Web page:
Date of Award
MA Asian Studies
Dongdong Chen, Ph.D
Gloria Shen, Ph.D
Xue-Ming Bao, Ed.D
Morphology, Chinese linguistics, compounds, word class
The majority of Chinese words are compounds. Among compounds, there is a special kind of compounds. It is made up of two antonymous morphemes. The antonymous compounds undergo functional shift. In 40% percent of the cases, the compounds have different word classes from the morphemes. The thesis investigated how the functional shift happens and why it happens.
Based on the critique of the definitions of antonymous compounds used in others’ studies, the thesis comes up with a broad definition. With the help of primary sources such as dictionaries, secondary sources, and the definition, the thesis collects 292 antonymous compounds.
The thesis found that functional shift is common for nearly 40% of the compounds change their word classes. The changes in word class are both qualitative and quantitative. Adjective and verbal morphemes are more likely to cause word class when forming compounds. However, nominal morphemes tend to retain their word class. Some antonymous compounds also have more word classes than the morphemes.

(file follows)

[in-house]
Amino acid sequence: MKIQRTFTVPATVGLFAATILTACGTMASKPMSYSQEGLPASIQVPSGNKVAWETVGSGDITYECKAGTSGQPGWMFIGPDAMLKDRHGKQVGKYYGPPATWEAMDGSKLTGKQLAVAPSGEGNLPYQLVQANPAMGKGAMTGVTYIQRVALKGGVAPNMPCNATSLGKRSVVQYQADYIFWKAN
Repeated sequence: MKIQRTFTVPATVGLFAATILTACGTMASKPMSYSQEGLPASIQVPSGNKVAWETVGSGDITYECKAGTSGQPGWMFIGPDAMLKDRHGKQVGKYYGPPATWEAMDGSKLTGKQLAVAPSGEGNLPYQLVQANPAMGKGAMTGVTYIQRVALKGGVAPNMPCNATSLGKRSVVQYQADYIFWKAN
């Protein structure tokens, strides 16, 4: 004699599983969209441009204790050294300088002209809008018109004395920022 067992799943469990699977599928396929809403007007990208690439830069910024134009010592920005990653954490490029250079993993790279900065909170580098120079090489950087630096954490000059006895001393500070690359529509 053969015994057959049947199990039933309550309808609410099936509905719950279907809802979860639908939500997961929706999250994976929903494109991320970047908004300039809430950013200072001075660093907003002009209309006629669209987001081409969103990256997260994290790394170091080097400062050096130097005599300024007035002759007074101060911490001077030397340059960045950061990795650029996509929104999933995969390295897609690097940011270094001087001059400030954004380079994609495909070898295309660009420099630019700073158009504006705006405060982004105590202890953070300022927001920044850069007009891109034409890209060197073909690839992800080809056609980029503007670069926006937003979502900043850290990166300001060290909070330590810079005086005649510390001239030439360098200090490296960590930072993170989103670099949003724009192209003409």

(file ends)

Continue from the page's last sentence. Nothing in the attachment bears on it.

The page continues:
The thesis hypothesized that word class change is fundamentally determined by the parataxis in the Chinese language. Secondly, word class change is caused by the antonymous relation and metaphor and metonym. Finally, noun is more stable than adjectives and verbs and the conceptualization process of the compounds ends up being nouns.
Zhou, Yihan, "A Morphological Study of the Antonymous Compounds in Chinese: How the Word Class Changes and Why" (2015). Seton Hall University Dissertations and Theses (ETDs). 2106.